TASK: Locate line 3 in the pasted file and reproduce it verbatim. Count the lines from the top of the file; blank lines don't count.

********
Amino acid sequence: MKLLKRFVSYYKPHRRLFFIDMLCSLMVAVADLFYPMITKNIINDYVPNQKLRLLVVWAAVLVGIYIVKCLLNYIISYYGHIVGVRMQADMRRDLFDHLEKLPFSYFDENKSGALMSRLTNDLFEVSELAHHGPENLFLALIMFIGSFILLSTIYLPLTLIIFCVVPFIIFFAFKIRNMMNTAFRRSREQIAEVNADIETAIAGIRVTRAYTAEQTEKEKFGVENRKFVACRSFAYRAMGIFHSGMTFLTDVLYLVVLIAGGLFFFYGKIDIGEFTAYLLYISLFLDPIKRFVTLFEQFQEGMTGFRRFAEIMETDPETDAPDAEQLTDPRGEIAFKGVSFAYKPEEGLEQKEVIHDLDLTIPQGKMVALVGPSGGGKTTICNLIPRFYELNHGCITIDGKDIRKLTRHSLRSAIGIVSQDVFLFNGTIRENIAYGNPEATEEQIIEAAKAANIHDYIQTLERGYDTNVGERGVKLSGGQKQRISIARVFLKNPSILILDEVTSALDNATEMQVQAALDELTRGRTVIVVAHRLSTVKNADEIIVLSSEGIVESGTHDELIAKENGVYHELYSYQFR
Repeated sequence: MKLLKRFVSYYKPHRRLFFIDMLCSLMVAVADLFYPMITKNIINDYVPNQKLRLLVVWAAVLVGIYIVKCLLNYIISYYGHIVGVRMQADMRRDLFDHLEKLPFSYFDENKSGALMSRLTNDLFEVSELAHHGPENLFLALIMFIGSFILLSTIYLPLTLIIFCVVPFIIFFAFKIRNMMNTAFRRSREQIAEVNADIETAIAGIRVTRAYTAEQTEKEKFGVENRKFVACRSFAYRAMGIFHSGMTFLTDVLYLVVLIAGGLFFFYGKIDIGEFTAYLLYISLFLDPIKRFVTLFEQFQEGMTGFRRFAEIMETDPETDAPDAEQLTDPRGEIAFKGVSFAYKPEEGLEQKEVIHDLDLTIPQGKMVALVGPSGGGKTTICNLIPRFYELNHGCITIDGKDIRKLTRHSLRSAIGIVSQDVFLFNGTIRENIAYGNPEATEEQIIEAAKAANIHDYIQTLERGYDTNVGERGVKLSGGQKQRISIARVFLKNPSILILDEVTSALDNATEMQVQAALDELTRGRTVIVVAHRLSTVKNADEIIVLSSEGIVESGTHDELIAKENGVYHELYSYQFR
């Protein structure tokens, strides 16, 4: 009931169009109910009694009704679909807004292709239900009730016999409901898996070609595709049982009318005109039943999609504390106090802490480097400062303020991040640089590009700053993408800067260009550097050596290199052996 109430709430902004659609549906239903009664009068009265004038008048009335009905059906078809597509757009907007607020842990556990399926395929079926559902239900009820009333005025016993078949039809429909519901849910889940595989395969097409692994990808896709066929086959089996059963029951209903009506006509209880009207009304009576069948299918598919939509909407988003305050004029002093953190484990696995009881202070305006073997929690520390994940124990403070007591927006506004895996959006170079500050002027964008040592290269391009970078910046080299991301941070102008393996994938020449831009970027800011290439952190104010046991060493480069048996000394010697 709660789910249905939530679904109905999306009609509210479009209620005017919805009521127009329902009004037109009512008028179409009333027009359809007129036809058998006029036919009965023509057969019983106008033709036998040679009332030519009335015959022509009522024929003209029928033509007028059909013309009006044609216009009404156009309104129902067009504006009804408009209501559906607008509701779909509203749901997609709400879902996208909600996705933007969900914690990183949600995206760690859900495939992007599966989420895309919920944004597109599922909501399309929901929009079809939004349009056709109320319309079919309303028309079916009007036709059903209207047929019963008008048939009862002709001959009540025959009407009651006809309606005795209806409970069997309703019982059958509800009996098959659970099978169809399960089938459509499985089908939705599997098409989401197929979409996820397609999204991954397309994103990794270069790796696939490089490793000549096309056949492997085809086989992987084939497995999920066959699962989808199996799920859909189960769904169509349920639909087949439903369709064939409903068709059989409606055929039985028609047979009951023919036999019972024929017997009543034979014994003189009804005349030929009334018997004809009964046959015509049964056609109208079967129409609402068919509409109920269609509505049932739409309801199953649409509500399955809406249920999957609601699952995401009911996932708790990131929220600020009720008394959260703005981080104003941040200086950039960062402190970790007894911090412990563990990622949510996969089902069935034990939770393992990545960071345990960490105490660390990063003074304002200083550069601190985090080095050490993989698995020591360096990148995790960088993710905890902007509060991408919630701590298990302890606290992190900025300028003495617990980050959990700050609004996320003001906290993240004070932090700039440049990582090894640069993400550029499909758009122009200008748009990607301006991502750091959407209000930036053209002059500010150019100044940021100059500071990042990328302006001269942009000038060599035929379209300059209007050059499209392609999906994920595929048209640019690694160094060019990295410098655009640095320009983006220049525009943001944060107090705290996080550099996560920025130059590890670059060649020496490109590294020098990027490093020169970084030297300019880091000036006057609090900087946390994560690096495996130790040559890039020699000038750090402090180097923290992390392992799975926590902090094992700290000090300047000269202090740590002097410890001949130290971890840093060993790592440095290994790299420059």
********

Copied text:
């Protein structure tokens, strides 16, 4: 009931169009109910009694009704679909807004292709239900009730016999409901898996070609595709049982009318005109039943999609504390106090802490480097400062303020991040640089590009700053993408800067260009550097050596290199052996 109430709430902004659609549906239903009664009068009265004038008048009335009905059906078809597509757009907007607020842990556990399926395929079926559902239900009820009333005025016993078949039809429909519901849910889940595989395969097409692994990808896709066929086959089996059963029951209903009506006509209880009207009304009576069948299918598919939509909407988003305050004029002093953190484990696995009881202070305006073997929690520390994940124990403070007591927006506004895996959006170079500050002027964008040592290269391009970078910046080299991301941070102008393996994938020449831009970027800011290439952190104010046991060493480069048996000394010697 709660789910249905939530679904109905999306009609509210479009209620005017919805009521127009329902009004037109009512008028179409009333027009359809007129036809058998006029036919009965023509057969019983106008033709036998040679009332030519009335015959022509009522024929003209029928033509007028059909013309009006044609216009009404156009309104129902067009504006009804408009209501559906607008509701779909509203749901997609709400879902996208909600996705933007969900914690990183949600995206760690859900495939992007599966989420895309919920944004597109599922909501399309929901929009079809939004349009056709109320319309079919309303028309079916009007036709059903209207047929019963008008048939009862002709001959009540025959009407009651006809309606005795209806409970069997309703019982059958509800009996098959659970099978169809399960089938459509499985089908939705599997098409989401197929979409996820397609999204991954397309994103990794270069790796696939490089490793000549096309056949492997085809086989992987084939497995999920066959699962989808199996799920859909189960769904169509349920639909087949439903369709064939409903068709059989409606055929039985028609047979009951023919036999019972024929017997009543034979014994003189009804005349030929009334018997004809009964046959015509049964056609109208079967129409609402068919509409109920269609509505049932739409309801199953649409509500399955809406249920999957609601699952995401009911996932708790990131929220600020009720008394959260703005981080104003941040200086950039960062402190970790007894911090412990563990990622949510996969089902069935034990939770393992990545960071345990960490105490660390990063003074304002200083550069601190985090080095050490993989698995020591360096990148995790960088993710905890902007509060991408919630701590298990302890606290992190900025300028003495617990980050959990700050609004996320003001906290993240004070932090700039440049990582090894640069993400550029499909758009122009200008748009990607301006991502750091959407209000930036053209002059500010150019100044940021100059500071990042990328302006001269942009000038060599035929379209300059209007050059499209392609999906994920595929048209640019690694160094060019990295410098655009640095320009983006220049525009943001944060107090705290996080550099996560920025130059590890670059060649020496490109590294020098990027490093020169970084030297300019880091000036006057609090900087946390994560690096495996130790040559890039020699000038750090402090180097923290992390392992799975926590902090094992700290000090300047000269202090740590002097410890001949130290971890840093060993790592440095290994790299420059």